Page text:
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Bean’s Hair

I have what is commonly refered to as Poker Straight hair.  My sister Megan has what is commonly referred to as Poker Straight hair.  My sister Bean, however, always had dark, wavy hair.  As she got older, and as her tumor got worse, the hair went from a nice, soft, wavy type of hair to a dry feeling, kinky type of hair.

I bring this up because I think of Bean a lot.  And last night, as I was combing the baby’s hair after her bath, I noticed she has this soft, wavy dark hair.  Since my other two girls have inherited the gene for Poker Straight hair, I am envisioning Granuaile with long, flowing, curly hair that is the envy of every straight haired girl in her path.  And as soon as I pictured my beautiful little curly haired daughter, the image was replace by Bean’s head of Brillo pad, uncontrollable, not so enviable curly hair. 

Keep your fingers crossed for those flowing beautiful curls…

Not very well Prepared for a Prep School

Brighid got a letter in the mail a few weeks ago from the prep school she will be attending in September.  They invited her to take a test to see if she qualified to enter their Honors program in English and History.  She is totally psyched about the test, since English is her very best subject, and she is convinced before she gets to the testing center that she will pass the test and get into the Honors program.

She takes the test, just three days after I get home from the hospital after having Grace.  In spite of the turmoil at home with the new baby and everybody home together for the first time in nearly a month, she says that she aces the test.  It was incredibly easy, she had no problem with any part of it, and she is just waiting for her letter of invitation into the Honors program.

Yesterday, we get a letter saying that you have to score 10 in order to get into the program, and Brighid got an 11.  But, after they print the scores, there is a paragraph that says she has not been accepted, although she has the potential to get in next year.  The letter encourages her to study hard and keep her grades up as a freshman, and she may get in as a sophomore.

Brighid gets home, PMSing to add a touch more interest to the story, and she reads the letter saying she isn’t in the program.  She is devastated, crying, upset, convinced she is a complete moron that will never be able to compete with the kids going to this school next year.  She is regretting her decision to go to this school, she is convinced she is destined to deliver pizza as a profession, and she sees no point in continuing life outside this house or out of pajamas.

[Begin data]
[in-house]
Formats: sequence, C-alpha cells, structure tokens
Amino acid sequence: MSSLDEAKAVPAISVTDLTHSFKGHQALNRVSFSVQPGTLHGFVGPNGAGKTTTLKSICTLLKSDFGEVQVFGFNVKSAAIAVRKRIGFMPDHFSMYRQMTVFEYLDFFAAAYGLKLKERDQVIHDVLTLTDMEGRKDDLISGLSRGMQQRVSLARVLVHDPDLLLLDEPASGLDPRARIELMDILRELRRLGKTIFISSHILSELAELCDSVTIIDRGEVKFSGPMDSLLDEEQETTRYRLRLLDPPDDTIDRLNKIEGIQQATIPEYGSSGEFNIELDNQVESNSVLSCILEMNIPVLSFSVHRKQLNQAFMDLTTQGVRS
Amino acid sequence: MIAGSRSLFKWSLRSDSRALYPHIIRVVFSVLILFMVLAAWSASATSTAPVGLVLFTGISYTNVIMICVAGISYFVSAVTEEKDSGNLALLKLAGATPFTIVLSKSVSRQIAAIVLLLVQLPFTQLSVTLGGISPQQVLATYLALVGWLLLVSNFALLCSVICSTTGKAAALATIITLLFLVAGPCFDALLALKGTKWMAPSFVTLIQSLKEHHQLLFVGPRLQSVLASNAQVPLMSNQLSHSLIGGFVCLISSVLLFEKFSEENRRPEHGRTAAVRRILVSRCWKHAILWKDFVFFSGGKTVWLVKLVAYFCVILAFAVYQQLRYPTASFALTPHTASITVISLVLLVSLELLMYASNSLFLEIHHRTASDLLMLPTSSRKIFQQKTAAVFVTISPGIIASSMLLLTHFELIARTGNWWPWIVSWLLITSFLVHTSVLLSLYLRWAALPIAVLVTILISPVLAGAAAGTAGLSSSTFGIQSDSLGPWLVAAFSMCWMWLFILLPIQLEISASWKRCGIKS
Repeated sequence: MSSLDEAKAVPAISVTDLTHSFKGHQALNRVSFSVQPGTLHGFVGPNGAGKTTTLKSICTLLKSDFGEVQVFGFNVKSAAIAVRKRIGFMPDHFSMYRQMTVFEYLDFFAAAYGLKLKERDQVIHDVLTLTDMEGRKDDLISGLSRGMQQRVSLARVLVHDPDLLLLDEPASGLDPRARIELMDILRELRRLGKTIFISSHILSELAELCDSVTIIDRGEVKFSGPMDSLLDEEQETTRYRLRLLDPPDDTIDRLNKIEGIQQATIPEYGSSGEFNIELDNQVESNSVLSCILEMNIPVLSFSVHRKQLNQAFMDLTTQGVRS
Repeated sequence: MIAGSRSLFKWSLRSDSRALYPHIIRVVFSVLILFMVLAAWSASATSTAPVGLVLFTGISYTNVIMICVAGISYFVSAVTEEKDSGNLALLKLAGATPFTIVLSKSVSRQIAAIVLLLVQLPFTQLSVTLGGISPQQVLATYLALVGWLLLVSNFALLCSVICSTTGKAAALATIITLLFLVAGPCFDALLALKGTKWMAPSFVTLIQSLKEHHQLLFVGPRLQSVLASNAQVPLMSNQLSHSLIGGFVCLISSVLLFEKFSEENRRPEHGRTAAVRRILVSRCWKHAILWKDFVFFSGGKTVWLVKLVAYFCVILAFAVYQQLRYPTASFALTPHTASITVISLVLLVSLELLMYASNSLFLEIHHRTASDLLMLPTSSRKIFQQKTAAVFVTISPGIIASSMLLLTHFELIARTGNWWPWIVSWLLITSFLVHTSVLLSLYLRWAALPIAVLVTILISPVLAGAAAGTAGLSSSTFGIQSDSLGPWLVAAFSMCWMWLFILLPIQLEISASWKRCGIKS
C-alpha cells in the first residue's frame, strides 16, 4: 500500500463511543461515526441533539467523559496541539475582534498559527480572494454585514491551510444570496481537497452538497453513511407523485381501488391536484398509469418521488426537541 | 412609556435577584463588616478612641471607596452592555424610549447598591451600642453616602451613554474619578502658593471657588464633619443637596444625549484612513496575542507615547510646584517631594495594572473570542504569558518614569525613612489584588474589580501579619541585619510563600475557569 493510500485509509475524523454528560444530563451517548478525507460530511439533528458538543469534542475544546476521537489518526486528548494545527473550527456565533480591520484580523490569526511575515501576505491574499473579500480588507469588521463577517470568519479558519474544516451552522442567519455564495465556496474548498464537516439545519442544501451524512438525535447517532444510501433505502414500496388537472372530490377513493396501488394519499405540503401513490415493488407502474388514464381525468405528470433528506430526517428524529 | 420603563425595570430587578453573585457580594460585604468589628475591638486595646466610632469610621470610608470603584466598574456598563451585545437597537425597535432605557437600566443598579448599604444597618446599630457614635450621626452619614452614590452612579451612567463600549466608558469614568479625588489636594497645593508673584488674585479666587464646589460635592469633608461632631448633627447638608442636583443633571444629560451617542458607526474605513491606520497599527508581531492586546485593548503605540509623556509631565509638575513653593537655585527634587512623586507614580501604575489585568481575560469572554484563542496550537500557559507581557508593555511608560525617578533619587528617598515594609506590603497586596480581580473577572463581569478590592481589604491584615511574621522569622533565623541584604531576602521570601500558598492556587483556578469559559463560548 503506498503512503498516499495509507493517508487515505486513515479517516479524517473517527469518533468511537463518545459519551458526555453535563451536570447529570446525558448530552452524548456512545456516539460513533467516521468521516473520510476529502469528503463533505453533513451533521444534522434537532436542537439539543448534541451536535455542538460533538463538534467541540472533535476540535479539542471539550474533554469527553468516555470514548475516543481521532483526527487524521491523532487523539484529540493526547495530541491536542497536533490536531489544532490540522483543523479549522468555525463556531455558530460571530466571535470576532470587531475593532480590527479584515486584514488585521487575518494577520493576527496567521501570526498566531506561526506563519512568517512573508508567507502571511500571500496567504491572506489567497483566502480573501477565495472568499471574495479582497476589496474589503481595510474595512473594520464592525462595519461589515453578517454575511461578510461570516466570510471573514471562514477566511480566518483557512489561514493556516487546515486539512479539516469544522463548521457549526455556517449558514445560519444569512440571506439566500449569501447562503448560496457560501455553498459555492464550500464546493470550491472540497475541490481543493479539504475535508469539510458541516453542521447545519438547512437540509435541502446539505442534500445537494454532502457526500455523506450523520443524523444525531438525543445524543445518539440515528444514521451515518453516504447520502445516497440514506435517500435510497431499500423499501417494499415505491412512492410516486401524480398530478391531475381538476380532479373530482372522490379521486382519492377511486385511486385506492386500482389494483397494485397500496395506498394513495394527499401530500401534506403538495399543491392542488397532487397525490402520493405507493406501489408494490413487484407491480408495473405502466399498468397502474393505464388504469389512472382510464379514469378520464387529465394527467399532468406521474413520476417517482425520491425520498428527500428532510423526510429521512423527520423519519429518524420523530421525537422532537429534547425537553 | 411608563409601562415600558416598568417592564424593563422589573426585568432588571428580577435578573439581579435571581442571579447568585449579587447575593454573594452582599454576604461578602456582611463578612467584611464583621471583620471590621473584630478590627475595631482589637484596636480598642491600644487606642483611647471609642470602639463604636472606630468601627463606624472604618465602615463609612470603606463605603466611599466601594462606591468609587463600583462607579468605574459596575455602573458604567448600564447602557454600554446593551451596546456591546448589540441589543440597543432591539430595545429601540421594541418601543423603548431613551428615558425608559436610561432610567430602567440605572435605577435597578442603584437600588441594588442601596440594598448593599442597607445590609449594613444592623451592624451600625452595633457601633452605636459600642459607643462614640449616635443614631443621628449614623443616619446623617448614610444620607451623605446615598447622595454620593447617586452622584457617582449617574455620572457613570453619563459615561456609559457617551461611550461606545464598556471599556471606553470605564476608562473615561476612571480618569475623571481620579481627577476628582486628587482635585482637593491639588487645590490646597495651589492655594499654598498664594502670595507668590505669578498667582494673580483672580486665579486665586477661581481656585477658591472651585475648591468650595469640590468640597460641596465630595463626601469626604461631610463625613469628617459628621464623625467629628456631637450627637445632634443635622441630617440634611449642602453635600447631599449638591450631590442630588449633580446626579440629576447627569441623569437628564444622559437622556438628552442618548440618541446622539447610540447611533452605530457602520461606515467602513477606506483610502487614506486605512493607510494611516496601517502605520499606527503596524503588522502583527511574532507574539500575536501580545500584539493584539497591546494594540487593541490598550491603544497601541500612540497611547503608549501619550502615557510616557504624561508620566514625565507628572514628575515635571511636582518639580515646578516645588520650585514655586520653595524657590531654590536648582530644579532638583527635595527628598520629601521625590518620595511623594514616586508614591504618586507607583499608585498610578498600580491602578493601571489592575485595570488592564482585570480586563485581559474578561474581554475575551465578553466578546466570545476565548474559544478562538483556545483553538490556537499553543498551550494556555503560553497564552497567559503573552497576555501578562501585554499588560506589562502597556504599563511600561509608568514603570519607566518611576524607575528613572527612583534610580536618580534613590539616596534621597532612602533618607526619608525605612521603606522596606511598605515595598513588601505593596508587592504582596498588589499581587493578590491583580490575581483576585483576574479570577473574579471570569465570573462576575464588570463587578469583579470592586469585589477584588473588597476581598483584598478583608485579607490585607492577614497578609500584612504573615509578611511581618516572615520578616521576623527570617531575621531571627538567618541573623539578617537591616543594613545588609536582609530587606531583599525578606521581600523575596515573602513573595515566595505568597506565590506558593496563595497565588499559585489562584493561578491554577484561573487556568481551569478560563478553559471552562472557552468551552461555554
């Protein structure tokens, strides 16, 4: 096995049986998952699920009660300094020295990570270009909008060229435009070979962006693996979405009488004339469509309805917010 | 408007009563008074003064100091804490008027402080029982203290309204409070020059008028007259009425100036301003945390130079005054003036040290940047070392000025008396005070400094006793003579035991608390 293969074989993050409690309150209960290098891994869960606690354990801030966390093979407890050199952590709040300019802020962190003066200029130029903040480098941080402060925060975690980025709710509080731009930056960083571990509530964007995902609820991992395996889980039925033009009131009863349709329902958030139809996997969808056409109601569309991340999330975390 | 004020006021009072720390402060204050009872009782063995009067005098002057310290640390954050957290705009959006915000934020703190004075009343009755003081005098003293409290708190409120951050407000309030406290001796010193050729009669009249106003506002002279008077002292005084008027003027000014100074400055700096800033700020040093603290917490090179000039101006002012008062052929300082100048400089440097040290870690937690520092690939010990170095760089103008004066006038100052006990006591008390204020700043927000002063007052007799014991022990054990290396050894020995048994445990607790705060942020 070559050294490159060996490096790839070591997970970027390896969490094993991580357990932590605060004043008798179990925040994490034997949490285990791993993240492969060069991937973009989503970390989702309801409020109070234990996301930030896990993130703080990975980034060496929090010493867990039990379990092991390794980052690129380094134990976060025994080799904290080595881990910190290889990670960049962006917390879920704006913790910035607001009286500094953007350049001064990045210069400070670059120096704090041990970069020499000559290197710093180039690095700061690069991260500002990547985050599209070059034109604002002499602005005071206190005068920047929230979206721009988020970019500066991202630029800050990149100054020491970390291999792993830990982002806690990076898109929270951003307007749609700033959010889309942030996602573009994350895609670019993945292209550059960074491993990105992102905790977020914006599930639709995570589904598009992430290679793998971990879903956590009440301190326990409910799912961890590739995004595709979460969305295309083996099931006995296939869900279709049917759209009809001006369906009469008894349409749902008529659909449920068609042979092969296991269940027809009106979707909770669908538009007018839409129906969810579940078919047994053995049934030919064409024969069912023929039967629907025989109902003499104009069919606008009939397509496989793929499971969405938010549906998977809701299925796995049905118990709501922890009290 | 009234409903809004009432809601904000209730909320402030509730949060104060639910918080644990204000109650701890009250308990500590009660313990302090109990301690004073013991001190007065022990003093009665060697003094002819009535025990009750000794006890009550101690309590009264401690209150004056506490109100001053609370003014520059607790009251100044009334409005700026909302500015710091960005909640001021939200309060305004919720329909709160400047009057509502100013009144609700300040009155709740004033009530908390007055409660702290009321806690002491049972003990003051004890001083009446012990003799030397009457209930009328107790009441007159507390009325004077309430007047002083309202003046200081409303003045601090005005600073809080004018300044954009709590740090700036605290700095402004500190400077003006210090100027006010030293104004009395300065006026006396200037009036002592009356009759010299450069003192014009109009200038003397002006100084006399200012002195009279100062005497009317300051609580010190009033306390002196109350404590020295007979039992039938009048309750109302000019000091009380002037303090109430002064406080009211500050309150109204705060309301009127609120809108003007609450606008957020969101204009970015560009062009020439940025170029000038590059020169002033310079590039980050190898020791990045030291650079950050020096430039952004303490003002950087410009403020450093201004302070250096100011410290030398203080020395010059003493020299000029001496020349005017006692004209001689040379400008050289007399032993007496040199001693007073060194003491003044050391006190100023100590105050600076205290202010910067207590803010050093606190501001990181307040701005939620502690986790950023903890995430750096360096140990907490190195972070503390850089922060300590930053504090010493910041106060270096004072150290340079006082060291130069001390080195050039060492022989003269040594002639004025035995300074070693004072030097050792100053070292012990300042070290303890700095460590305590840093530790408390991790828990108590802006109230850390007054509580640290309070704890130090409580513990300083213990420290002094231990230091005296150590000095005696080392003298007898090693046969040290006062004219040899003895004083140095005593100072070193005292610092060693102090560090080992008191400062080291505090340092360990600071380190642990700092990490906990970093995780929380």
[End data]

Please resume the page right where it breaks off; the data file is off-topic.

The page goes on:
Jim makes a call to the head of the English department to see if he can find out why she didn’t get in if the qualifying score was 10 and Brighid got an 11.  Maybe they have limited the number of kids accepted and 11 is not good enough to get in, but it was good enough to “qualify” to get in.  We just don’t know.  We wait for a call back from this English department guy, and he phones today while Brighid is in NYC on her class trip.  There seems to be a mistake.  The rejection letters were printed out with the “sorry, try harder” paragraph before the “you are brilliant and accepted” letters.  When they got around to printing the “you are brilliant” letters, they forget to change the form letter, so all the kids that were accepted got rejection letters.  Brighid was one of those kids.  Not only that, Brighid scored the second highest of any kid who took the test.

I cried.  I felt so awful for her because of how hard she took the rejection – for no reason.  It was a huge blow to her ego, and even though we have good news to share tonight when she gets home, it was a shitty thing to have to go through. 

I baked a cake.  I bought her chocolate strawberries.  I bought her a black and white graduation teddy bear (her new school colors are black and white).  I bought her a card to let her know how proud we are of her.  I hope it washes away some of the bad taste left in her mouth.

I Want to Own the Man Show

…and the next thing we know, there are three Spanish speaking homosexuals gracing our TV set.  There are dangers to teaching children new things, and as parents of a 13 year old, you would think we would have learned this long before we started teaching things to our 4 year old.

We were sitting around the other night, and there was nothing suitable on TV for Eilis to watch.  She had a bit of a cold, and wanted to just chill out on the sofa and watch a show, so I turned to the On Demand channel to see if there were some PBS type of cartoons available that she hadn’t seen yet.  There were, and she spent the evening watching Thomas the Tank Engine and Barney. 

The next evening, Eilis is crying over not finding something on TV and no one will put a movie on for her, and she starts yelling something that sounds to everyone like “I Want to Own the Man Show!!”   Having no knowledge that the child had any inkling that the show existed, and a little ticked off at her father, the only one who might have introduced her to the depravity that was this Comedy Central show, I sent the kid downstairs to find something on TV that she could watch.

Next thing we know, she has tuned in to the On Demand channel and has apparently ordered a pay per view movie spoken in Spanish, about homosexuals.  She didn’t want to own the man show – which might have been safer.  She wanted an On Demand show.  Now we owe $4 to Comcast for 20 seconds of a movie no one could understand or enjoy (at least not with a 4 year old in the room).

Proof positive that a little knowledge is a dangerous thing.